There was a constant flood of people rushing into Rock City and showing their tickets for Rival Sons, while outside the heavens opened in spectacular fashion. Somehow, all these people were meant to cram themselves into the venue ahead of an early show (Rival Sons’ set started at 8pm). The crowd seemed, in general, to be an older generation, however it also included a comprehensive range of ages and styles, something I often miss at other gigs.
Rival Sons exploded onto the stage with their first song, with the ease of a band that had already played well into their set. They were performing to a full-to-capacity venue, there wasn’t a gap anywhere, people filled the floor, stairs, balcony and any other space they could find. This was, if anything, the most frustrating part of the evening – trying to find a space with a chance of seeing the band. Rival Sons exude style: from the obvious – singer Jay’s plethora of jewellery and guitarist Scott Holiday’s ‘hipster’ slicked-back hair and groomed moustache (something from a bygone era), to the musical elements that can’t simply be donned before a show. Jay never stopped moving all gig, and it seemed each band member was feeding off one another’s energy.
There was no doubt, Rival Sons were here to play an astounding set first and foremost. Each member is a true musician in his own right, but together they were a powerhouse of blues rock. During “Secret”, from their latest album Great Western Valkyrie, guitarist Scott showed his talent with some incredible blues noodling, and the harmonies in ‘Belle Star’, were spot on. Throughout the gig there were several instrumentals showcasing the talent and passion this band has for their music. Mid-gig there was a short break, the stage fell into darkness and birdsong played from the speakers, and when the band returned to the stage they were arranged in a more stripped-back manner, with drummer Michael coming away from his kit, replacing it with a shaker and box and bassist David playing an electric double bass for “The Man Who Wasn’t There”. This slowed down the pace of the gig and gave everyone, including the band, a breather from the madness that had preceded it. During this more intimate part of the show there was a lot of crowd noise, and I wished I could tune everyone else out and hear nothing but the band.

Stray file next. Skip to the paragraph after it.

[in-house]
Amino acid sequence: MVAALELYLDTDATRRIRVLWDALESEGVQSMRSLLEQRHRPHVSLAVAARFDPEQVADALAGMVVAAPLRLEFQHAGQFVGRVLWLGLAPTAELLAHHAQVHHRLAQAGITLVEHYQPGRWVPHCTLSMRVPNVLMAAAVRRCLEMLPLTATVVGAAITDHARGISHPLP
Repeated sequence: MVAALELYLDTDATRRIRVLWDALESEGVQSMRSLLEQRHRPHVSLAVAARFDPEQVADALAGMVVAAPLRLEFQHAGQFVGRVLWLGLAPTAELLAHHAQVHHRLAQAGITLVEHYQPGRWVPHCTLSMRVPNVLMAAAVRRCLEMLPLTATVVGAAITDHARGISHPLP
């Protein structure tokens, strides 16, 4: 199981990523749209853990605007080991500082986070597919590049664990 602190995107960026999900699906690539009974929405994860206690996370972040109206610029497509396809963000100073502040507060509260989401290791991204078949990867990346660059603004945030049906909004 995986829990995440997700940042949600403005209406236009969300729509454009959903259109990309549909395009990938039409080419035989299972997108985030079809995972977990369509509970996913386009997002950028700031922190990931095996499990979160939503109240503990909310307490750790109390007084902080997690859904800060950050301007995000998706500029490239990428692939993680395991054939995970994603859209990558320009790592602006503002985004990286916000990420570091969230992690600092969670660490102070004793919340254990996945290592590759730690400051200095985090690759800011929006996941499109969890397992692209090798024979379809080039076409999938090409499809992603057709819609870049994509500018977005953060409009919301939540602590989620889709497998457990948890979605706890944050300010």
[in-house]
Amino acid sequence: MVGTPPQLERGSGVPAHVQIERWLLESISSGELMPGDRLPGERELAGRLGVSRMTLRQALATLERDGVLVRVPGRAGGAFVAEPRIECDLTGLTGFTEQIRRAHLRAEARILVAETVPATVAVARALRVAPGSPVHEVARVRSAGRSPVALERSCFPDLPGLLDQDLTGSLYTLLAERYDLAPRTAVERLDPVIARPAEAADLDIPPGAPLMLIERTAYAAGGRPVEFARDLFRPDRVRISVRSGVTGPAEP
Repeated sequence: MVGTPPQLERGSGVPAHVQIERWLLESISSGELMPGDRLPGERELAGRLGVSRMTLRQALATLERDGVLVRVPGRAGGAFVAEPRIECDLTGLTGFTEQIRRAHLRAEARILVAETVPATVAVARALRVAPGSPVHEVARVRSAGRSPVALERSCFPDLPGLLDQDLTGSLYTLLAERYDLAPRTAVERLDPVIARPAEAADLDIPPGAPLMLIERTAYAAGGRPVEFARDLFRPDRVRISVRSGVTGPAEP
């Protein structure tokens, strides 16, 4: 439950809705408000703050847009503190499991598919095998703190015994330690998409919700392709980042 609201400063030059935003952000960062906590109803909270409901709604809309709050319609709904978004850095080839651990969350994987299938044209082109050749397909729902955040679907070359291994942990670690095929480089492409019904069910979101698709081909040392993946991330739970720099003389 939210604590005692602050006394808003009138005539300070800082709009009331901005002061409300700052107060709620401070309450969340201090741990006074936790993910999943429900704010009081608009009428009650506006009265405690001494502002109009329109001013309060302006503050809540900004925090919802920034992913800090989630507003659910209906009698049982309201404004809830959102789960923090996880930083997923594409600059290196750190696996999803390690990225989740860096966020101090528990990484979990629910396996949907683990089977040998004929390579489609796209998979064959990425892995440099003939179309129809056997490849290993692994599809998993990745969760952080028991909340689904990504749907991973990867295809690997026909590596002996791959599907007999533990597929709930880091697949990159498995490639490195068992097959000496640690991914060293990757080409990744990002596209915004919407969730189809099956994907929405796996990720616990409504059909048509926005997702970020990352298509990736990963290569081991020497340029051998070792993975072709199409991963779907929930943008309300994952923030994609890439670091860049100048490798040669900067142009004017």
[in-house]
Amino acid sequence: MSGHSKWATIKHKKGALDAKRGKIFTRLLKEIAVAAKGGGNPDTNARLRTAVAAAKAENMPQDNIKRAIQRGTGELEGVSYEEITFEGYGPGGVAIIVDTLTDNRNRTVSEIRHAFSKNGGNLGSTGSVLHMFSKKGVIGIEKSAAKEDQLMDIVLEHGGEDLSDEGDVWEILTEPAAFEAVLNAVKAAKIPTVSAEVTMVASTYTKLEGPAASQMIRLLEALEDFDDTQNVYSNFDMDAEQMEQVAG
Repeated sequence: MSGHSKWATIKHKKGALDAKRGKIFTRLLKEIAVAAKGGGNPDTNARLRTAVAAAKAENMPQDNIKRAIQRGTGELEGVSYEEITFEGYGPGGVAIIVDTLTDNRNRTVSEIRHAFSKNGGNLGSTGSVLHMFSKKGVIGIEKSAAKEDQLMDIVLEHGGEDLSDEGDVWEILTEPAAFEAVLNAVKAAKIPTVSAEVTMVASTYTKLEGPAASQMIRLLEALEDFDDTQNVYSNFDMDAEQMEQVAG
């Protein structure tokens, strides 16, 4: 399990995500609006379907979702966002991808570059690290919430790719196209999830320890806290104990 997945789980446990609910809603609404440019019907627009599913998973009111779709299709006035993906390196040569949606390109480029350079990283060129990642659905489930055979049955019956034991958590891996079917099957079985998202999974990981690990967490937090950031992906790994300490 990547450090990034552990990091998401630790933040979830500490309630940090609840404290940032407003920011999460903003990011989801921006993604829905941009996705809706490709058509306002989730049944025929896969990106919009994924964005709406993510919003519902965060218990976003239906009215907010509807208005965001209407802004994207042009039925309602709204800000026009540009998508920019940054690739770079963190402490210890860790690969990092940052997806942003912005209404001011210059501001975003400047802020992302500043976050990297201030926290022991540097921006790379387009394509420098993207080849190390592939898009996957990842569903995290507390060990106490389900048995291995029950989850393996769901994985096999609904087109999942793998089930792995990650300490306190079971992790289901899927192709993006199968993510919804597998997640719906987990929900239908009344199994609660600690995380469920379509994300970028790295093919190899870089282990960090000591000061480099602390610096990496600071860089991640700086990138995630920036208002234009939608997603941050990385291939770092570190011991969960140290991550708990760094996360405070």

The gig then took on more of a southern swagger with “Burn Down Los Angeles” and “Tell Me Something”. Towards the end of the set, between songs Jay told the crowd, ‘Explaining and hypothesising about a song takes away the meaning for you’, showing a more spiritual side to himself. Possibly the peak of the whole show was their performance of “Where I’ve Been”, a song I am sure would move anyone who listened to it. Jay ended the song on his knees beside his microphone, and after watching the passion with which he sang that song, I felt like I had been taken through a whole spectrum of emotions and material that this band has to offer. Jay made a short, very thankful speech before the last song, and as one person in a sea of people, I felt a unity amongst the crowd, and this must be one of the friendliest audiences I have been part of in a while. For anyone who fears for the future of Rock and Roll, this band is it – and the future is bright. This was a phenomenal gig and an experience I would recommend to anyone.